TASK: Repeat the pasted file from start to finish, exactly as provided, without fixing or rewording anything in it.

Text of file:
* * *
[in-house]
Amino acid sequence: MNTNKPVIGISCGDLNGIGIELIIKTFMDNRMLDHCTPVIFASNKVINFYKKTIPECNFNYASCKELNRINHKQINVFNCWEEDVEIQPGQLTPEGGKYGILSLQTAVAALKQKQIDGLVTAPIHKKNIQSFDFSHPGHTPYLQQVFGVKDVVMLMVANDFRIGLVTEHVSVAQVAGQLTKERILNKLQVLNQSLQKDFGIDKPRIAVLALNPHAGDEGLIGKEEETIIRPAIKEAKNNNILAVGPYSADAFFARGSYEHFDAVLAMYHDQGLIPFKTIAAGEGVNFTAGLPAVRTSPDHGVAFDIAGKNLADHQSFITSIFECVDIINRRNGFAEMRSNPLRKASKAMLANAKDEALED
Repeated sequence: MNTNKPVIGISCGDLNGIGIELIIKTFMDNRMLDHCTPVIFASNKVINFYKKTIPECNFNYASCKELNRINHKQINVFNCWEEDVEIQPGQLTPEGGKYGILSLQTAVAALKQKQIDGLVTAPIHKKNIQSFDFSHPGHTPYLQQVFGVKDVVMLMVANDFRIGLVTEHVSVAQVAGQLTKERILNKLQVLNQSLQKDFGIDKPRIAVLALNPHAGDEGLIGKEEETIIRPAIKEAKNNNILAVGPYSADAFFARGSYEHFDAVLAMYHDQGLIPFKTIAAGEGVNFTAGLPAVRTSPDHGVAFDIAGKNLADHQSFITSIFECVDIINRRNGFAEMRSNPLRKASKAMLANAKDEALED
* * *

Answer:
[in-house]
Amino acid sequence: MNTNKPVIGISCGDLNGIGIELIIKTFMDNRMLDHCTPVIFASNKVINFYKKTIPECNFNYASCKELNRINHKQINVFNCWEEDVEIQPGQLTPEGGKYGILSLQTAVAALKQKQIDGLVTAPIHKKNIQSFDFSHPGHTPYLQQVFGVKDVVMLMVANDFRIGLVTEHVSVAQVAGQLTKERILNKLQVLNQSLQKDFGIDKPRIAVLALNPHAGDEGLIGKEEETIIRPAIKEAKNNNILAVGPYSADAFFARGSYEHFDAVLAMYHDQGLIPFKTIAAGEGVNFTAGLPAVRTSPDHGVAFDIAGKNLADHQSFITSIFECVDIINRRNGFAEMRSNPLRKASKAMLANAKDEALED
Repeated sequence: MNTNKPVIGISCGDLNGIGIELIIKTFMDNRMLDHCTPVIFASNKVINFYKKTIPECNFNYASCKELNRINHKQINVFNCWEEDVEIQPGQLTPEGGKYGILSLQTAVAALKQKQIDGLVTAPIHKKNIQSFDFSHPGHTPYLQQVFGVKDVVMLMVANDFRIGLVTEHVSVAQVAGQLTKERILNKLQVLNQSLQKDFGIDKPRIAVLALNPHAGDEGLIGKEEETIIRPAIKEAKNNNILAVGPYSADAFFARGSYEHFDAVLAMYHDQGLIPFKTIAAGEGVNFTAGLPAVRTSPDHGVAFDIAGKNLADHQSFITSIFECVDIINRRNGFAEMRSNPLRKASKAMLANAKDEALED